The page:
The latest book from author Grady Hendrix, Paperbacks From Hell, is a tour through all of those lurid covers you’d see staring back at you from spinner racks at the grocery store in the ’80s. Killer clowns, skeletons with knives, weird little gnomes with fangs; I may or may not be making these up from whole cloth, but if they ring a bell, then you know what I’m talking about. They’re the mass-market horror paperbacks that sold in the hundreds of thousands in the ’60s, ’70s, and ’80s. Where’d they come from? Where’d they go? It’s all answered in Hendrix’s book, out September 19 from Quirk Books.

It’s kind of perfect that Grady Hendrix came to write Paperbacks From Hell, really. Hendrix started out as a journalist and moved into fiction, so his analysis of these trashy-yet-entertaining paperbacks is both clever and well-researched. If you’ve enjoyed his previous novels like Horrorstör or My Best Friend’s Exorcism, you’ve already gotten a taste of the things Hendrix enjoys, and it only gets weirder from there.

Based on his amusing plot summaries and enthusiastic recommendations of what he likes, I suspect more than a few of these are going to spike in price on the secondhand market – and for good reason. Any fan of horror fiction and/or strange reads found in used bookstores will easily accumulate a list of titles they need to read within minutes of finishing Paperback From Hell‘s first chapter.

Hendrix is also a hell of a fun person to talk to, so I was super enthused to spend some time chatting about Paperbacks From Hell and all the inspiration behind it. He’ll be at PhilaMOCA this Friday, August 4, performing his one man show, “Summerland Lost,” and doing a book tour in support of Paperbacks From Hell later this fall.

Reading Paperbacks From Hell brought back quite a few memories of reading things at a very inappropriate age. What attracted you to these weird, kind of obscure books?

Grady Hendrix: There’s sort of two things. One is that, growing up, we had one of those book exchange paperback swap things. I really liked reading, but couldn’t afford much, and so that was kind of the most bang for your buck, book-wise, so it’s kind of by default – they had tons and tons and tons of mass-market paperbacks – and because it was the ’80s, they had a huge horror section, a big action section, and that stuff was like catnip to me.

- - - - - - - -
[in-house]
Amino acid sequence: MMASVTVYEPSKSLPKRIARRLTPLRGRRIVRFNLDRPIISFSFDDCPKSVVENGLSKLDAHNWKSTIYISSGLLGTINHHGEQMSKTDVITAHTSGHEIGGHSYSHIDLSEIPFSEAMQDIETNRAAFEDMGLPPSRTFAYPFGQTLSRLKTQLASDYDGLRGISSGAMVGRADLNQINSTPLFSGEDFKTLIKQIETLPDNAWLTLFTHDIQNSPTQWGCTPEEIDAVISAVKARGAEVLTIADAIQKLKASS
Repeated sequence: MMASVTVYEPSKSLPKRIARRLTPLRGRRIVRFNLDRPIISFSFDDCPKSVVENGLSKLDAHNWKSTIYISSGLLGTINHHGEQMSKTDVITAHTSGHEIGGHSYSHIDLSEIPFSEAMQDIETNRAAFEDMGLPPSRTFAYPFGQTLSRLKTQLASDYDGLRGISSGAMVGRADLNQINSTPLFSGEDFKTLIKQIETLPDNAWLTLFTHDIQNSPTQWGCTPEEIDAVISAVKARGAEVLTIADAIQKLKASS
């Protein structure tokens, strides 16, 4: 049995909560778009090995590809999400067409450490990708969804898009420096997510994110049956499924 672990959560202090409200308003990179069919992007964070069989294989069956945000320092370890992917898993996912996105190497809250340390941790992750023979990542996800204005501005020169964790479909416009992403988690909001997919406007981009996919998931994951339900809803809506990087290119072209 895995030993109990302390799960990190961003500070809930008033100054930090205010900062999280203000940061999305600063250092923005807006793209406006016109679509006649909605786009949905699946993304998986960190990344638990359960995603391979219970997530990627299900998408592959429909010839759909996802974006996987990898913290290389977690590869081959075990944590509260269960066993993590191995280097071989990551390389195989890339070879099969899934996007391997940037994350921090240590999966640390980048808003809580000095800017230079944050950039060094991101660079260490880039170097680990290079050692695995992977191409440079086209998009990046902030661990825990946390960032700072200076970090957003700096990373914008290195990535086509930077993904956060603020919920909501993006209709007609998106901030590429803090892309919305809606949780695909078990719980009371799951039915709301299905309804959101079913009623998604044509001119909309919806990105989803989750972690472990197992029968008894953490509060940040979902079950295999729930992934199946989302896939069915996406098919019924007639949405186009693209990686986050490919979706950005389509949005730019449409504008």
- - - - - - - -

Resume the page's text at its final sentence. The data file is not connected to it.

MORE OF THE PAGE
And then, I’ve always read, and sort of kept up with that stuff, but it was kind of when I found that copy of The Little People back in 2009 at a convention – the Nazi leprechaun one. Film has such a tradition these days of people going out and looking for the obscure stuff, because there’s so many great films out there that have fallen out of print, and the bizarre stuff that no one knows about. There’s this real game, where you slog through the swamps of lost, forgotten decades, and you come back with some prize, dripping in your jaws.

I didn’t see that happening too much with books. There’s Will Erickson at Too Much Horror Fiction, and the Vaults of Evil boards in the UK, but there’s so few. Those shops still exist, so I just started diving in, and I read a lot of crap and a fair amount of just wild stuff. A lot of crap with a kernel of corn in it that was good. And then, I read some stuff that just blew my mind – books that were amazing, and writers that were genuinely terrific, that had just sort of been forgotten.

The more I dug, the deeper I got, you know? It just fed on itself and turned into some sort of hellcraft.

Did the book come out of your Book Reviews of the Damned and other online writing you’d done?

Oh, yeah. It was 100% my editor at Quirk, Jason Rekulak. He emailed me, and he really liked my Tor columns. He was like, “Do you want to do a book of these? Is there a way to turn this into a book?” Because he and a bunch of other people in the office knew my stuff and passed those around, because they really liked them. To me, it was kind of like someone being like, “Do you want to go on a five-week coke and sex orgy? Is that possible?” It’s like, you don’t have to ask.